Facts about Alcohol


An alcoholic beverage is mainly any fermented liquor such as wine, beer or a distilled spirit; it usually contains ethyl alcohol or ethanol that acts as an intoxicating agent. This addictive agent acts as a depressant which in low doses cause euphoria, reduced anxiety and sociability and in higher doses can lead to changed behaviour and unconsciousness. Alcohol is rapidly absorbed in the stomach and intestine because it doesn’t go through any digestive processes therefore alcohol raises blood pressure in a relatively short time. The most interesting part about alcohol is the effect it has on the brain. While drinking or after drinking alcohol it begins to suppress the functions of the brain in a characteristic pattern. The most complex actions of the brain such as judgment and self-loathing can be effected.

Excess alcohol intake can cause dehydration in a variety of ways. Alcohol decreases the body of antidiuretic hormone; this hormone is what causes us to reabsorb water. Drinking excessively can also cause vomiting, which includes the expulsion of water.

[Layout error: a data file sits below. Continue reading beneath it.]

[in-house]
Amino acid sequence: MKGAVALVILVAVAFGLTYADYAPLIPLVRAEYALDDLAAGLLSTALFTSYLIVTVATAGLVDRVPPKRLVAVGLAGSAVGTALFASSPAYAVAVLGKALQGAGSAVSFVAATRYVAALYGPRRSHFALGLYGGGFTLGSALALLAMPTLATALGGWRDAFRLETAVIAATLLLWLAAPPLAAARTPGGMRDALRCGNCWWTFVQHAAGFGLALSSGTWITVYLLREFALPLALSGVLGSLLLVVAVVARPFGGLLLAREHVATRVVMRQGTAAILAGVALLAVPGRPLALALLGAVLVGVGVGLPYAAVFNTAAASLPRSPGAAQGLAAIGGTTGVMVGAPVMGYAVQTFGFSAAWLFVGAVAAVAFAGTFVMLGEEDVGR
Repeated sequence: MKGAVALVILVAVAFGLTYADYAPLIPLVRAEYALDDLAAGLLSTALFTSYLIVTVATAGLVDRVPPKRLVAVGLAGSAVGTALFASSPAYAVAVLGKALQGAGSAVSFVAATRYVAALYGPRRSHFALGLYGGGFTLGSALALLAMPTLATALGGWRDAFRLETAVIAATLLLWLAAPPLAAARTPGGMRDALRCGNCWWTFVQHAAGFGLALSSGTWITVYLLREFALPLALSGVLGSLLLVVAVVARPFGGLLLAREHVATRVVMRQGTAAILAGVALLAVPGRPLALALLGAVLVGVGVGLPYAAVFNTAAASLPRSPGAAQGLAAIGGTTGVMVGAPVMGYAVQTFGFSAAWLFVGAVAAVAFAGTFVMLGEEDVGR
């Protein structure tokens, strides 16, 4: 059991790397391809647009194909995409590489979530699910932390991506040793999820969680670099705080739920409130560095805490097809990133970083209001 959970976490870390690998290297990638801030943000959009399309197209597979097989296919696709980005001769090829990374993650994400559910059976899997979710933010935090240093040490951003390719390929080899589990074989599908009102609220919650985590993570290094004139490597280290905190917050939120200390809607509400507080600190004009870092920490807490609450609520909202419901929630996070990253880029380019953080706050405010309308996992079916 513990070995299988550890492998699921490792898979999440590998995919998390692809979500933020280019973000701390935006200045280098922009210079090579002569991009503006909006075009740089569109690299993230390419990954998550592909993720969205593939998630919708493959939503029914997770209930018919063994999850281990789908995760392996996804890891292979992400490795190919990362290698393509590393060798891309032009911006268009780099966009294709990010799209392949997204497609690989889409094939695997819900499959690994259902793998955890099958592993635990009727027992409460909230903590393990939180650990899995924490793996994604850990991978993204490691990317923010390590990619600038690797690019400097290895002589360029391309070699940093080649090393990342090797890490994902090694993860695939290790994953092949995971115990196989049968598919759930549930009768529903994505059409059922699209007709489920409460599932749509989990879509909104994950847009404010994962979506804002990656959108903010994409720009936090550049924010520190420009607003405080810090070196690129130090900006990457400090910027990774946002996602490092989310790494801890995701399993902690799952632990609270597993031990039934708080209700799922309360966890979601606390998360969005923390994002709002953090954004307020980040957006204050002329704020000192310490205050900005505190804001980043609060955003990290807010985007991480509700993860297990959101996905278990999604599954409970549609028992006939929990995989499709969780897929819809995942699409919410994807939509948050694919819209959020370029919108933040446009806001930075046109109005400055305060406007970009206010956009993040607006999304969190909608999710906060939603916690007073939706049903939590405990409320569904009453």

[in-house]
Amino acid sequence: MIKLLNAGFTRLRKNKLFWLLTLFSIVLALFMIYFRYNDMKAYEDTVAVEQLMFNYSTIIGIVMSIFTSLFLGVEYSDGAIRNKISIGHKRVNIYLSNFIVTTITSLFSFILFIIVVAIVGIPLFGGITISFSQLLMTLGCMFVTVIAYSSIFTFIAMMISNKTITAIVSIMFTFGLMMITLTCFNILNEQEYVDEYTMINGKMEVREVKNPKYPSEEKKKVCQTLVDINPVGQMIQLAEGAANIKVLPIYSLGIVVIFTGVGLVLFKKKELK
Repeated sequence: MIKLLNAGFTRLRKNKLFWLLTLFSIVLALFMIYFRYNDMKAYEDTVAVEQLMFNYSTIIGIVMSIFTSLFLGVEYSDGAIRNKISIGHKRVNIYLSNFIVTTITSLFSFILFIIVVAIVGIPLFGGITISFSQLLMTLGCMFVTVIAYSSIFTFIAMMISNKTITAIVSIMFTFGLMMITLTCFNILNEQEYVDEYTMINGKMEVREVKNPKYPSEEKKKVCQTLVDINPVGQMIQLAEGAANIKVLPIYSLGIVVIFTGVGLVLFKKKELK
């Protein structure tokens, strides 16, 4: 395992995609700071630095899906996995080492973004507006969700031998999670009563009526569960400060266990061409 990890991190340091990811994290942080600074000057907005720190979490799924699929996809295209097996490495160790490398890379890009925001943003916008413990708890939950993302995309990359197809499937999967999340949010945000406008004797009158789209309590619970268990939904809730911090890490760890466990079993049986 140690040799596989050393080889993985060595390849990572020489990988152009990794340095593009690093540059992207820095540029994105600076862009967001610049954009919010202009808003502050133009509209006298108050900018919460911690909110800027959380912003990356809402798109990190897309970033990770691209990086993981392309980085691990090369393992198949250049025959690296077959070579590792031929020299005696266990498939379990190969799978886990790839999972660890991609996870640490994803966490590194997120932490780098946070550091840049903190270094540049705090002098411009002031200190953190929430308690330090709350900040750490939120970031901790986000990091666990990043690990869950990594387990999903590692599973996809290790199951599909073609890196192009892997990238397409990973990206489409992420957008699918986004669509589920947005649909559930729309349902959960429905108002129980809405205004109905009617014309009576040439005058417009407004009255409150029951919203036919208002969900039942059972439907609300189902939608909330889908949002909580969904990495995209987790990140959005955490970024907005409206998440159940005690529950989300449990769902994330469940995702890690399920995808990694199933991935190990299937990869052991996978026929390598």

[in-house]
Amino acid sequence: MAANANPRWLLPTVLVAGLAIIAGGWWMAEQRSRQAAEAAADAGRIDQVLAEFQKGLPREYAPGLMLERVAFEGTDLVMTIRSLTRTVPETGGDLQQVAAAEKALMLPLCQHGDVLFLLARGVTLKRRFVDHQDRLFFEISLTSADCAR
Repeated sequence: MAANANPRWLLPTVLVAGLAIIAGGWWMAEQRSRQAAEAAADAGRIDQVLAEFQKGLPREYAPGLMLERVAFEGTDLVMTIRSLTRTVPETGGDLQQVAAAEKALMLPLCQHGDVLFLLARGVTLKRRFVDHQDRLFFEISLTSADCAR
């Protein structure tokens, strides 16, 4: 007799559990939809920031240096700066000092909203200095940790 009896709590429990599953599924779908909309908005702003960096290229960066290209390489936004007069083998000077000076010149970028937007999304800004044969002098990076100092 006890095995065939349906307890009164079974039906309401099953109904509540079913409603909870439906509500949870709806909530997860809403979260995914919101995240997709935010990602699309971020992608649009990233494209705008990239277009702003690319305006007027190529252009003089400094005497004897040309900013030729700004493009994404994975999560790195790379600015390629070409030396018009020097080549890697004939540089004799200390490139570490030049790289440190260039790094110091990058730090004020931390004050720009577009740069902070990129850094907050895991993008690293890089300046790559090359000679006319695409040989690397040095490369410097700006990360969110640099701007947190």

Alcohol is widely accepted across the world therefore it doesn’t carry a negative stigma like drugs such as marijuana. But the dangers of alcohol and alcoholism are very real. The easy access to alcohol is one of the leading causes in this very serious addiction. The loss of control and the inability to stop drinking is a serious red flag if you like alcohol.

Heavy drinking can lead to the risk of certain cancers. Alcoholism may damage the liver, brain and other vital organs we need to survive. Drinking during pregnancy is harmful to your baby and can lead to so many difficulties during and after the birth. Alcohol can cause your baby to be born with disabilities. Alcohol can negatively affect our skin; it starts by dehydrating which is already horrible on your entire body. The liver is affected and it leaves your skin looking pale and unhealthy.

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Megan Flynn
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    • Gavin
    • November 11, 2016

    Thanks Megan, but i will always love my beer

    • James
    • November 11, 2016

    Drinking is fine in moderation. Risk is everywhere.

    • Melanie
    • November 11, 2016

    I made the decision to stop drinking during my third year of university. Worth it.

    • Mel
    • November 11, 2016

    water and alcohol go hand in hand in my party lifestyle

    • Owen
    • November 11, 2016

    a glass of wine a day keeps the doctor away,

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